1 map, 9 colour illustrations, 10 b/w illustrations, 3 tables, author’s index, glossary, appendix
Text language: English
In more than 150 years of missionary work being done by the United Evangelical Mission (UEM), it is impossible to neglect the role played by the women involved, be it the wives of missionaries, be it mission sisters from both the UEM’s location in Wuppertal, Germany and in Namibia, the former German colony of South West Africa. The working group Women in Mission (WiM) has been working for almost 15 years to try to appraise and re-evaluate missionary history from the perspective of women. Extensive research was done into the archives of the UEM to document the sometimes almost incredible stories of missionary wives and mission sisters living in the early days of colonisation through the turmoils of colonial wars up until the 1960’s and 70’s. These accounts are presented in a more personal and involving “storytelling” way. Surviving witnesses of missionary times in Namibia have been interviewed to comprehend the full extent of the social and personal impact these women from two different worlds had by working together.
The first few contributions in this volume concern themselves with the early history of missionary work being done by women in Namibia. Personal accounts of contemporary witnesses make up the bulk of the next few articles. Individual experiences are used to paint an up-close and personal picture of the social impact the interaction between women from both countries had on their lives. In the last few sections of the book, this social impact and its effect on today’s Namibian society are further explored. The foundation laid by German missionary wives and sisters is still a basis for religious and social work carried out by Namibian sisters. The very last chapter finally showcases the continuing partnership between German and Namibian women by looking at women’s groups from both countries working together even today.
All the authors present in this book are closely tied to the subject matter discussed: Julia Besten, herself a member of the WiM working group, is the Executive Manager of the Archives and Museum Foundation Wuppertal, responsible for extensive documentation of the UEM’s history. Gesine von Kloeden-Freudenberg studied Protestant theology and was the Executive Secretary of the Department for Women, Youth and Children (WYC) of the UEM. Sonia Parera-Hummel, born in 1952 in Indonesia, served as UEM Executive Secretary for WYC and as UEM Executive Secretary for Asia. Angelika Söhne, born in 1964, is also a member of the WYC and the Women in Mission working group.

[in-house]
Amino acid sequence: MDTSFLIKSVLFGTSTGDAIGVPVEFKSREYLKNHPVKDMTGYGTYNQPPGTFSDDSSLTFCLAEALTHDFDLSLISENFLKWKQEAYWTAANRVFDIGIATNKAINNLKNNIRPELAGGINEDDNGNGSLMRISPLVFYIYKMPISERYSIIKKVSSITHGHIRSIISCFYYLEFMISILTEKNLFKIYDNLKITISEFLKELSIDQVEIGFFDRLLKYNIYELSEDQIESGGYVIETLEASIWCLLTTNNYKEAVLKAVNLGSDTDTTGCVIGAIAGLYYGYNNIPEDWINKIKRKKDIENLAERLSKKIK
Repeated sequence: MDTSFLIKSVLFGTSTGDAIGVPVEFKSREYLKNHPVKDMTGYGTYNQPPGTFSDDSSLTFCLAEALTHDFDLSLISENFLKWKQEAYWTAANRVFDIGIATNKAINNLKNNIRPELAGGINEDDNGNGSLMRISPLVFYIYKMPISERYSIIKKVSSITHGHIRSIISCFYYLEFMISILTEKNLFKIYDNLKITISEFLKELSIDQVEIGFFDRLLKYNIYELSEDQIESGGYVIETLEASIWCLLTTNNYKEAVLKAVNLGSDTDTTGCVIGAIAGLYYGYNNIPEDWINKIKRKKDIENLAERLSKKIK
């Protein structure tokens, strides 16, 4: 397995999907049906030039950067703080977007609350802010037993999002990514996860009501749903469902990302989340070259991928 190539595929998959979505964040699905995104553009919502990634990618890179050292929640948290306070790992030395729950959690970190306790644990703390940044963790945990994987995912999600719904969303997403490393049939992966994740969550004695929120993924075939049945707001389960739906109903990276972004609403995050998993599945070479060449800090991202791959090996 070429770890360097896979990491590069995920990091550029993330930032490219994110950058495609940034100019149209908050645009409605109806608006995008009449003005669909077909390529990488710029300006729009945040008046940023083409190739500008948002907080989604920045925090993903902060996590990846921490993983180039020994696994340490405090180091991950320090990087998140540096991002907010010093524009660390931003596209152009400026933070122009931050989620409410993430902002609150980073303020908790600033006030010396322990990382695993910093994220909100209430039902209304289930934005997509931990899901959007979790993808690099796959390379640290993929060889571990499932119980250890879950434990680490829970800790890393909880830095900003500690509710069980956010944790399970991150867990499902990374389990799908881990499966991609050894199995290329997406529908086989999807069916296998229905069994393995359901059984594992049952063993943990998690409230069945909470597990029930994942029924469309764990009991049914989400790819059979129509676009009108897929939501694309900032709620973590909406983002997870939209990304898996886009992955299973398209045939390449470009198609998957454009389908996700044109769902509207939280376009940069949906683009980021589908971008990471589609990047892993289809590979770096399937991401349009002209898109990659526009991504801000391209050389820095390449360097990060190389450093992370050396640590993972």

Petra Bosse-Huber: Preface
German women in the early days of the Rhenish Mission Society
Nokokure Rogate Gaomas:
Namibian women in the early days of the Rhenish Mission Society
Annemarie Töpperwien (born in 1929):
“Torn between two worlds” – Tobias and Anna Fenchel in Keetmanshoop during the colonial era with its conflicts
Brunhild von Local:
“My heart’s desire” – Ida Kreft through the eyes of Elisabeth Riemann
“My Namibian sisters” – The personal experience of a German woman working with the Namibian sisters
Bettina Duwe, ed.:
“My German sisters” – Personal experiences of Namibian women working with German women
Women in Namibian society today
Sonia Parera-Hummel (retired in June 2018):
“Tracing the Footsteps” – The service of German missionary women in Keetmanshoop and its continuation by Namibian women today
“Women as partners today” – Statements and perspectives of Namibian and German women from partnership groups in Keetmanshoop and Elberfeld
In their series Mission — Past and Present further paper collections by the Archives and Museum Foundation of the UEM have been published: